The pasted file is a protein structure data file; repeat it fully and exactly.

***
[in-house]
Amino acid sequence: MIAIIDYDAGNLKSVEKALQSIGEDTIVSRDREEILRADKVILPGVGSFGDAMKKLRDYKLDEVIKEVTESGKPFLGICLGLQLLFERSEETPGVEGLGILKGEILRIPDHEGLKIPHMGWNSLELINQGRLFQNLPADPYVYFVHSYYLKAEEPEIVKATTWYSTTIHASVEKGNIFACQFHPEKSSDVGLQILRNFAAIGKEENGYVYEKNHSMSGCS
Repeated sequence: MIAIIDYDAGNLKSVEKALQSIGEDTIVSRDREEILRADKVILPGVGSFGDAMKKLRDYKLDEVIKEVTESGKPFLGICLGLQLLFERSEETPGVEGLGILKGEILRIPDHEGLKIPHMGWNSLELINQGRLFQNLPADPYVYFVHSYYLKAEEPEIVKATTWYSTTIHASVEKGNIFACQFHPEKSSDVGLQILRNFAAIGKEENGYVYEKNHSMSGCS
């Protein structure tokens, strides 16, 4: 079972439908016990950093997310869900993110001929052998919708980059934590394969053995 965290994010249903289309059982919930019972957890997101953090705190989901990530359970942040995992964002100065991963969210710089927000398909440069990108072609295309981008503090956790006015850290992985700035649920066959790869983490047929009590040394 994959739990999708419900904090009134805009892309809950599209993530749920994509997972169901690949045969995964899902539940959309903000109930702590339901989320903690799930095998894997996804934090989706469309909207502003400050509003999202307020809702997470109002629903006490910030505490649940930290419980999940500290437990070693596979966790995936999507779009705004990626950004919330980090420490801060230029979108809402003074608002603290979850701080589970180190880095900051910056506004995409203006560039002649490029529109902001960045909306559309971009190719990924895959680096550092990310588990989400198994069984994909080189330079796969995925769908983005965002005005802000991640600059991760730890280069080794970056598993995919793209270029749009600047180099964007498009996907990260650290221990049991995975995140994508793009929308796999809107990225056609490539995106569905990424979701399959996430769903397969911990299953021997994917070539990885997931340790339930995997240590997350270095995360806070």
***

[in-house]
Amino acid sequence: MIAIIDYDAGNLKSVEKALQSIGEDTIVSRDREEILRADKVILPGVGSFGDAMKKLRDYKLDEVIKEVTESGKPFLGICLGLQLLFERSEETPGVEGLGILKGEILRIPDHEGLKIPHMGWNSLELINQGRLFQNLPADPYVYFVHSYYLKAEEPEIVKATTWYSTTIHASVEKGNIFACQFHPEKSSDVGLQILRNFAAIGKEENGYVYEKNHSMSGCS
Repeated sequence: MIAIIDYDAGNLKSVEKALQSIGEDTIVSRDREEILRADKVILPGVGSFGDAMKKLRDYKLDEVIKEVTESGKPFLGICLGLQLLFERSEETPGVEGLGILKGEILRIPDHEGLKIPHMGWNSLELINQGRLFQNLPADPYVYFVHSYYLKAEEPEIVKATTWYSTTIHASVEKGNIFACQFHPEKSSDVGLQILRNFAAIGKEENGYVYEKNHSMSGCS
């Protein structure tokens, strides 16, 4: 079972439908016990950093997310869900993110001929052998919708980059934590394969053995 965290994010249903289309059982919930019972957890997101953090705190989901990530359970942040995992964002100065991963969210710089927000398909440069990108072609295309981008503090956790006015850290992985700035649920066959790869983490047929009590040394 994959739990999708419900904090009134805009892309809950599209993530749920994509997972169901690949045969995964899902539940959309903000109930702590339901989320903690799930095998894997996804934090989706469309909207502003400050509003999202307020809702997470109002629903006490910030505490649940930290419980999940500290437990070693596979966790995936999507779009705004990626950004919330980090420490801060230029979108809402003074608002603290979850701080589970180190880095900051910056506004995409203006560039002649490029529109902001960045909306559309971009190719990924895959680096550092990310588990989400198994069984994909080189330079796969995925769908983005965002005005802000991640600059991760730890280069080794970056598993995919793209270029749009600047180099964007498009996907990260650290221990049991995975995140994508793009929308796999809107990225056609490539995106569905990424979701399959996430769903397969911990299953021997994917070539990885997931340790339930995997240590997350270095995360806070």